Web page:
U.S. CDC acknowledges mixing up data of viral, antibody tests


The U.S. Centers for Disease Control and Prevention (CDC) has admitted that it had lumped the results of viral and antibody tests of coronavirus, CNN reported on Friday.

At least 11 U.S. states – Colorado, Delaware, Georgia, Maine, Mississippi, Missouri, New Hampshire, Pennsylvania, Texas, Vermont and Virginia, have reportedly adopted the same practice, but some have stopped doing so.

In an email sent to CNN on Thursday, the CDC spokeswoman Kristen Nordlund said "Initially, when CDC launched its website and its laboratory test reporting, viral testing (tests for current infection) were far more commonly used nationwide than serology testing (tests for past infection)," and the agency "is working to differentiate those tests from the viral tests and will report this information, differentiated by test type, publicly on our COVID Data Tracker website in the coming weeks" as the serology testing is more widely available.

Viral test, or PCR test, taken by nose swab or saliva sample, is to identify whether a person is currently infected with the novel coronavirus. While the antibody test takes blood samples to see if a person has the antibodies in the immune system, it tells whether the person has been infected in the past. But "Antibody tests should not be used to diagnose someone as being currently sick with COVID-19," according to the CDC website.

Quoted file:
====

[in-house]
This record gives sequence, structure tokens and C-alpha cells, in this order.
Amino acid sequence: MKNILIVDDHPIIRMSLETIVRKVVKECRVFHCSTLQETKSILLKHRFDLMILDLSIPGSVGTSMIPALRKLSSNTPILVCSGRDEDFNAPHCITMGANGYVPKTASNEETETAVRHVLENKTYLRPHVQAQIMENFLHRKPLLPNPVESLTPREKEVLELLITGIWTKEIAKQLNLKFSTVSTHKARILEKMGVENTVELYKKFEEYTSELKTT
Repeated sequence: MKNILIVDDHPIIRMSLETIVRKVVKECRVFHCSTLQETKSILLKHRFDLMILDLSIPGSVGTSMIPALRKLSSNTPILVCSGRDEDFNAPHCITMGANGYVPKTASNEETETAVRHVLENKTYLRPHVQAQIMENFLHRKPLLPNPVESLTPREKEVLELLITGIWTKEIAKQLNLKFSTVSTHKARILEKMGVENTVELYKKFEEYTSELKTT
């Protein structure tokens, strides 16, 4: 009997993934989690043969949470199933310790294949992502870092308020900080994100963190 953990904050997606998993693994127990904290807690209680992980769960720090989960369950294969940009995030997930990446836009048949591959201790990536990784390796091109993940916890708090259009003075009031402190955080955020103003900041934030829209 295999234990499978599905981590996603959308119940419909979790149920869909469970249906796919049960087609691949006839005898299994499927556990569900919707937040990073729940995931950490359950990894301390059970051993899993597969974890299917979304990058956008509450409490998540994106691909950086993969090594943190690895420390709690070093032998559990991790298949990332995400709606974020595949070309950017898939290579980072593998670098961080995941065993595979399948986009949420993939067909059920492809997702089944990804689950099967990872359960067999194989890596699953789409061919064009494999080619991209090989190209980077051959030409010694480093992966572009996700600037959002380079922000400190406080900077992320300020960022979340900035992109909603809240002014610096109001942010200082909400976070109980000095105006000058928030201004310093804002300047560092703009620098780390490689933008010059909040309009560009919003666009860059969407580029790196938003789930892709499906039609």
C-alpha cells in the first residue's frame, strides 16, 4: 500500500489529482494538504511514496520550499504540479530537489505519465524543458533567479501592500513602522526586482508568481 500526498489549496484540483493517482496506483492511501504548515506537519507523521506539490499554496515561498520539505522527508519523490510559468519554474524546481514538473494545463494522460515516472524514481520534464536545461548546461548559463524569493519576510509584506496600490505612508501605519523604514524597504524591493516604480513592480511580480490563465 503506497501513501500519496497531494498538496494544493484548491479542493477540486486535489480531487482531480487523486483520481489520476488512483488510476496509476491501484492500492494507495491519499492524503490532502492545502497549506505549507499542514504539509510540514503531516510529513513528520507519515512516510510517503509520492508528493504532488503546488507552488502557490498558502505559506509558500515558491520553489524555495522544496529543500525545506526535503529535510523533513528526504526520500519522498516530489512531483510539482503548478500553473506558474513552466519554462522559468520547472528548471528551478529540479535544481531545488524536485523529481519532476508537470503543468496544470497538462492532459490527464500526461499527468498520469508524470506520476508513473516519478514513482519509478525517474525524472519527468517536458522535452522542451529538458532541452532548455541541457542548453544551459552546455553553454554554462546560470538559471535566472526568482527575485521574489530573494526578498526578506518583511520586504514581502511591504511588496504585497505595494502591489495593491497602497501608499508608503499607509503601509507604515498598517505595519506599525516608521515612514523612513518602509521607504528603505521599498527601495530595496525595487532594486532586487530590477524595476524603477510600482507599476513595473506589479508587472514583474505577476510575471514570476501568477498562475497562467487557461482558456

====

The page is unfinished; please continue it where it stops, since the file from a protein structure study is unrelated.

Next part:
The CDC's practice was first reported by the Miami-based public-radio station WLRN on Wednesday and has been criticized by experts, saying mixing the two tests could be misleading and make it difficult to get an accurate picture of how COVID-19 is spreading in the country.

"The two tests are totally different signals," said Ashish Jha, K. T. Li Professor of Global Health at Harvard and director of the Harvard Global Health Institute.

"If they are reporting the numbers of real-time PCR tests, plus the number of serology tests together, it's hard to interpret and hard to know how many people are actually screened for an acute infection," said Mary Jo Trepka, professor of epidemiology at Florida International University.

Grouping the two types of results together pushes up the number of tests in the U.S., giving a false impression that local governments have strong enough testing capacity and are ready to reopen.

"Only [PCR] tests can tell us who is infected and should be counted as a case," the U.S. media NPR quoted Jennifer Nuzzo, an epidemiologist at the Johns Hopkins Center for Health Security. "The goal for tracking testing is to understand whether we are casting a wide enough net to identify cases and only viral tests can tell us that."

Caitlin Rivers, epidemiologist at the Johns Hopkins Bloomberg School of Public Health, told NPR that she suspected the practice "will artificially lower the percent positive."

"It's not useful information, unless you have a political agenda that you're trying to back up. That's really the only reason to do that," said CNN citing Dr. Celine Gounder, professor of medicine and infectious diseases at the New York University School of Medicine.